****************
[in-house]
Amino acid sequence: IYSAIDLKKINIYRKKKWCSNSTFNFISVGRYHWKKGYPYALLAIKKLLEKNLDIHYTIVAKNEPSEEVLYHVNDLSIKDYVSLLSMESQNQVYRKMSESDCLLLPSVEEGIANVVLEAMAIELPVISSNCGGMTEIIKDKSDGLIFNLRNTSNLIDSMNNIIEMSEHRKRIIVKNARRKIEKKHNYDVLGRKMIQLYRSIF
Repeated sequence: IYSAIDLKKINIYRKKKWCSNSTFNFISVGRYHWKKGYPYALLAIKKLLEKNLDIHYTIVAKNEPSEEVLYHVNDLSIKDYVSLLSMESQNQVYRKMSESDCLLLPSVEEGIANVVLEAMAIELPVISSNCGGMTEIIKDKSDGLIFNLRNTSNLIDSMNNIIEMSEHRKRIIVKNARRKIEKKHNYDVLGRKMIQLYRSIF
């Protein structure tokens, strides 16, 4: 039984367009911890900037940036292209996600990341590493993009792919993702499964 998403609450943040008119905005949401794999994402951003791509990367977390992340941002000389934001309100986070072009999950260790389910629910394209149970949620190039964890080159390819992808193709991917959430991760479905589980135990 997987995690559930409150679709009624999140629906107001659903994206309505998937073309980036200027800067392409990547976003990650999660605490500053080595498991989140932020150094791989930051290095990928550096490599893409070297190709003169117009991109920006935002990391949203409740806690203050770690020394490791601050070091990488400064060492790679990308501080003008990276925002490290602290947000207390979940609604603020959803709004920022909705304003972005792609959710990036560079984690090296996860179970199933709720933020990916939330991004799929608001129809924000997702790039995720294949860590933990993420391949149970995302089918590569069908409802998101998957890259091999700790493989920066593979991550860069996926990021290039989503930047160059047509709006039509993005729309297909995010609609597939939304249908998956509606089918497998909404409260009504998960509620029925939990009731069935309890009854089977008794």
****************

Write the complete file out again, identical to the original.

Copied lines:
[in-house]
Amino acid sequence: IYSAIDLKKINIYRKKKWCSNSTFNFISVGRYHWKKGYPYALLAIKKLLEKNLDIHYTIVAKNEPSEEVLYHVNDLSIKDYVSLLSMESQNQVYRKMSESDCLLLPSVEEGIANVVLEAMAIELPVISSNCGGMTEIIKDKSDGLIFNLRNTSNLIDSMNNIIEMSEHRKRIIVKNARRKIEKKHNYDVLGRKMIQLYRSIF
Repeated sequence: IYSAIDLKKINIYRKKKWCSNSTFNFISVGRYHWKKGYPYALLAIKKLLEKNLDIHYTIVAKNEPSEEVLYHVNDLSIKDYVSLLSMESQNQVYRKMSESDCLLLPSVEEGIANVVLEAMAIELPVISSNCGGMTEIIKDKSDGLIFNLRNTSNLIDSMNNIIEMSEHRKRIIVKNARRKIEKKHNYDVLGRKMIQLYRSIF
């Protein structure tokens, strides 16, 4: 039984367009911890900037940036292209996600990341590493993009792919993702499964 998403609450943040008119905005949401794999994402951003791509990367977390992340941002000389934001309100986070072009999950260790389910629910394209149970949620190039964890080159390819992808193709991917959430991760479905589980135990 997987995690559930409150679709009624999140629906107001659903994206309505998937073309980036200027800067392409990547976003990650999660605490500053080595498991989140932020150094791989930051290095990928550096490599893409070297190709003169117009991109920006935002990391949203409740806690203050770690020394490791601050070091990488400064060492790679990308501080003008990276925002490290602290947000207390979940609604603020959803709004920022909705304003972005792609959710990036560079984690090296996860179970199933709720933020990916939330991004799929608001129809924000997702790039995720294949860590933990993420391949149970995302089918590569069908409802998101998957890259091999700790493989920066593979991550860069996926990021290039989503930047160059047509709006039509993005729309297909995010609609597939939304249908998956509606089918497998909404409260009504998960509620029925939990009731069935309890009854089977008794």